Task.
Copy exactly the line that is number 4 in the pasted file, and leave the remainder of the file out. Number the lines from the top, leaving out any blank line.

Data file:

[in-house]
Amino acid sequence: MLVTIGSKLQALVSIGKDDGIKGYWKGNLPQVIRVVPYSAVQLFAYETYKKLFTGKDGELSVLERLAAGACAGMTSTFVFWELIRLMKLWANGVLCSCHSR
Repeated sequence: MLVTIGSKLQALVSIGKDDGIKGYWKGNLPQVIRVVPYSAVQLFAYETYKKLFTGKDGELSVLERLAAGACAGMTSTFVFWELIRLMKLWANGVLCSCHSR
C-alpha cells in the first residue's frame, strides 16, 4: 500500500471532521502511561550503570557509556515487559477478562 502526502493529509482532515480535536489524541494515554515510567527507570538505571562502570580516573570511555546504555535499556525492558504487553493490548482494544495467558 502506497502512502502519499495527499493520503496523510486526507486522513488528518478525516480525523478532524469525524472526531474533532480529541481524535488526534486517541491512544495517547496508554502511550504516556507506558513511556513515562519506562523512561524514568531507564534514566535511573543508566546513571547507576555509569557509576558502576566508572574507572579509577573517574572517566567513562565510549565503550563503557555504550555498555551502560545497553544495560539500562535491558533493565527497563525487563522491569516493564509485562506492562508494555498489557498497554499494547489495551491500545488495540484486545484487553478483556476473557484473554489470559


C-alpha cells in the first residue's frame, strides 16, 4: 500500500471532521502511561550503570557509556515487559477478562 502526502493529509482532515480535536489524541494515554515510567527507570538505571562502570580516573570511555546504555535499556525492558504487553493490548482494544495467558 502506497502512502502519499495527499493520503496523510486526507486522513488528518478525516480525523478532524469525524472526531474533532480529541481524535488526534486517541491512544495517547496508554502511550504516556507506558513511556513515562519506562523512561524514568531507564534514566535511573543508566546513571547507576555509569557509576558502576566508572574507572579509577573517574572517566567513562565510549565503550563503557555504550555498555551502560545497553544495560539500562535491558533493565527497563525487563522491569516493564509485562506492562508494555498489557498497554499494547489495551491500545488495540484486545484487553478483556476473557484473554489470559